When it comes to eating healthily and losing weight, there are general guidelines appropriate throughout all stages of life. However, as we move through each decade of life, our bodies change, and so do our dietary needs.
Age-specific dietary advice is often overlooked, so we thought we'd take a look at the most important areas of consideration for women at various stages of their lives.
Here are our top tips for women in their 20s, 30s, 40s, 50s, 60s, 70s and beyond.
In your 20s and 30s
Busy lifestyles, alcohol-fuelled nights out with friends – it can be all too easy to take advantage of your younger, faster metabolism and make poor dietary choices. But don't let a nutritious diet fall too far down your list of priorities. If you're looking to achieve a healthy weight, now is the time to approach it in a healthy way, by forming strong habits that will stay with you for life. Think of your 20s and 30s as an investment for the future – the better you eat now, the healthier you'll be in your later years. Your future self will thank you!
You might also begin thinking of having children, so planning for this from a nutritional point of view can be key to giving yourself the best chance of conceiving and having a healthy pregnancy. There are several changes to our dietary recommendations when pregnant – have a read of more comprehensive guidance here: Keeping well in pregnancy.
Note: if you are pregnant, the Nutracheck service should only be used under the knowledge and guidance of a medical professional.
- Calcium – The structures in our bones are constantly forming and breaking down to supply our bodies with calcium as and when needed. As we grow through childhood and adolescence, bone formation is far higher than bone breakdown. This growth determines how strong our bones are (known as our bone density). Most of us reach our peak bone density around the age of 25, so it's essential to nourish our bodies with plenty of calcium to get our bone density as high as possible when it reaches its peak.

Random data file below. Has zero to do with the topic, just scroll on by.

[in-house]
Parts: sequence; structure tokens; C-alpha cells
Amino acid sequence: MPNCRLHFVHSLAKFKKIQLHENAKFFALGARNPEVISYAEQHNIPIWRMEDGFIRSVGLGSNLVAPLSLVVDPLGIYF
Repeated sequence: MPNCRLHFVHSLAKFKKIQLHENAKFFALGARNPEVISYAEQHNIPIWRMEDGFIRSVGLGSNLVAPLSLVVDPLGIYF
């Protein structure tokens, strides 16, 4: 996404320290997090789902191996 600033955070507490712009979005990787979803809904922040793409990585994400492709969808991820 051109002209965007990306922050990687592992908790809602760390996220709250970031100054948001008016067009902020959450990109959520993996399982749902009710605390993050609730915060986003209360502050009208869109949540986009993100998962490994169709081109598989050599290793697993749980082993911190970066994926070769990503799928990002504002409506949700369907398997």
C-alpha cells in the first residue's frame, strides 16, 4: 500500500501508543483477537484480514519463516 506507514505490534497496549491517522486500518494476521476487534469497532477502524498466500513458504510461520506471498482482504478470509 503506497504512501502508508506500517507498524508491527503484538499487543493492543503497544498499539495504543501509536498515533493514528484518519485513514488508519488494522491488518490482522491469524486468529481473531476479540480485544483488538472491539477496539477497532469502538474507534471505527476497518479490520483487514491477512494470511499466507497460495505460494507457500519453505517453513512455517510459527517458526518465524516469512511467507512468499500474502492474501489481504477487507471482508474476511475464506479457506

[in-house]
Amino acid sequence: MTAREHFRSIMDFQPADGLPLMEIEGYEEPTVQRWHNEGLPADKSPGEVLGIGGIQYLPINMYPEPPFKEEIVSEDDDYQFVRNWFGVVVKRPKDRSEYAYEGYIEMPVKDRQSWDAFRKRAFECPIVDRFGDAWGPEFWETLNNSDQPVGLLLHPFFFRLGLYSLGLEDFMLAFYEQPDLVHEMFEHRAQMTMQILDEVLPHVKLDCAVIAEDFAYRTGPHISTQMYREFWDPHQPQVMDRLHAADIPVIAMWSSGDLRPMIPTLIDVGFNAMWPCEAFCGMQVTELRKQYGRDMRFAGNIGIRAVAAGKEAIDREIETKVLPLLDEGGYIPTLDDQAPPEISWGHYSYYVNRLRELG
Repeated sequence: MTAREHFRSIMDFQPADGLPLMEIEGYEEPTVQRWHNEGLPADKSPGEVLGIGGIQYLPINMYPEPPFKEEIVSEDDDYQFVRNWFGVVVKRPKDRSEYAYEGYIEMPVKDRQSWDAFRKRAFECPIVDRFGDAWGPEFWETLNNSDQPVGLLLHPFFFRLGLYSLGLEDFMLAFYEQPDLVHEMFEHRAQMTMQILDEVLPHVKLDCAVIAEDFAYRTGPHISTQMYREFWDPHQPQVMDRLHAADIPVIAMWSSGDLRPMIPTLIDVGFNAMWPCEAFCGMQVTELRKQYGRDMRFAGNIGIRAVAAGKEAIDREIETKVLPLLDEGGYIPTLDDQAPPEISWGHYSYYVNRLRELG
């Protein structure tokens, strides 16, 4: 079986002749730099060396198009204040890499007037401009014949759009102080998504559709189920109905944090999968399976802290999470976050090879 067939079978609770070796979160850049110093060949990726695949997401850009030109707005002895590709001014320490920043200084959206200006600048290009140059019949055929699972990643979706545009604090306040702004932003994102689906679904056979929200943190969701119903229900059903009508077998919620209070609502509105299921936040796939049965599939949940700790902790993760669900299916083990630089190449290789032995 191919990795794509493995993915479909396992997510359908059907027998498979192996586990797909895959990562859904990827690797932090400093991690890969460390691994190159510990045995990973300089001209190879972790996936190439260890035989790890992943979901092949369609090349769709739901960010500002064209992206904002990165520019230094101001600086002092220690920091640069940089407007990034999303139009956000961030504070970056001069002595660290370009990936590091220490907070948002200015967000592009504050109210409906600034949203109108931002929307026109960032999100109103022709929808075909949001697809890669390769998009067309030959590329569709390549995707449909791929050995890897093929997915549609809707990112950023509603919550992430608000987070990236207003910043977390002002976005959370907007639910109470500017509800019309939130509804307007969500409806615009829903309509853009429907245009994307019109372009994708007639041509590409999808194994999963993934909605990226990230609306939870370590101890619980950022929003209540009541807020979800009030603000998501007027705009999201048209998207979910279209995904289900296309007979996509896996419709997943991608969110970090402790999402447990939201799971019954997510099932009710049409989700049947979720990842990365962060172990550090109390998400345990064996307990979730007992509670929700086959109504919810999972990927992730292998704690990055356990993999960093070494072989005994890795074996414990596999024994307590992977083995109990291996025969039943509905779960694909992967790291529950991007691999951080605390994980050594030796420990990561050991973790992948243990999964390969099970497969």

It's recommended we have 700mg calcium per day – which we can get from 3 portions of dairy foods (200ml milk, 125g yogurt, 30g cheddar cheese for example). Calcium is primarily found in dairy products and leafy green vegetables such as kale. If you're cutting back on your dairy intake and opting for nut or oat-based products instead (as many 20- to 30-year-olds are now doing), read the label. Ensure you're choosing a brand that fortifies their products with calcium, such as Alpro.
- Iron – The National Diet and Nutrition Survey (NDNS) found that 1 in 4 women aren’t meeting the lowest reference intake for iron, with 5% experiencing iron-deficiency anaemia (1). Women need to be eating more iron-rich foods due to the loss of iron during menstruation.
Incorporate lean meat, chickpeas, beans, nuts and fortified breakfast cereals into your diet. If you're choosing a plant-based source of iron, make sure to pair it with a good source of vitamin C (such as a glass of orange juice) to improve absorption.
- Folate – If you're thinking of starting a family, it's recommended you consider taking a folate supplement. Not consuming enough folate when trying for a baby and in the first trimester of pregnancy can have serious impacts on a developing foetus, increasing the risk of neural tube defects. The NDNS found that 89% of women of child-bearing age had low folate in their red blood cells, indicating an increased risk of foetal neural tube defects (1). Look for supplements that supply 400 micrograms daily.